P.S how do you do Quotes on this forum?
Looks difficult, yes, because there is no Reply with Quote option. I use Quote icon above the reply box (the last to the right) and then have to copy and paste from the thread presented beneath.

Nichibei Aviation
23rd Nov 2007, 17:39
Dear Keesje, I have been following your developments on Airliners and find your idea's very interesting.
I congratulate you for the time and passion you spend on this project.

I agree with you that the twin double-decker is the solution for economical travel and I 've been thinking about it some times already.

The only problem I see in your project is the single engine take-off performance and the APTU. There are 3 problems:

-Considering that the APTU is a CFM-56 class system, and using it only at critical moments such as tkof would make it a waste of weight as these engines usually weigh around 6000lbs.
-Considering your design of the air intake through a pipe placed at 90 degree angle to the airflow, the engine air intake will not be sufficient to provide the full-rated thrust. Also, the 90 degree angle air intake angle will create extensive drag. Even if the angle is decreased, these problems will not be entirely eliminated.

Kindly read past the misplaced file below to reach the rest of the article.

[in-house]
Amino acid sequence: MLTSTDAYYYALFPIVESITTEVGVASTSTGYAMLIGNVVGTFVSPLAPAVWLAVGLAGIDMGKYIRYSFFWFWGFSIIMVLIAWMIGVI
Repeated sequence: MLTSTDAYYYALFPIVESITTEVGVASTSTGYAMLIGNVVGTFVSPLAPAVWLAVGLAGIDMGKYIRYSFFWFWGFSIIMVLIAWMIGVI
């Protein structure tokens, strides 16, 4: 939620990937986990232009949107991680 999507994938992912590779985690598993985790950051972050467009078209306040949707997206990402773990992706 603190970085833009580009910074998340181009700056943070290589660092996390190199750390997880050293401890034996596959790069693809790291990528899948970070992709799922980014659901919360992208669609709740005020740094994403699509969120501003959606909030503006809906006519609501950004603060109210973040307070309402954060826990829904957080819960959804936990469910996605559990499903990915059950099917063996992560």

-Placing an engine device in the aft section is troublesome due to the different control surfaces present in that area: elevators, rudders. Several uncontained engine failures have resulted in crashes...

The engine failure at take-off is a difficult argument.
This is my solution:
If an engine that has failed could be used as a ram/rocket jet engine, the argument would be no more. These sort of engines burn alot more fuel in shorter periods, which means that you can get rid of all that fuel you'd like to get rid of, and at the same time generate enormous thrust that will enable the aircraft to climb. If engines could be designed in this way, the one engine inoperative problem would be no more.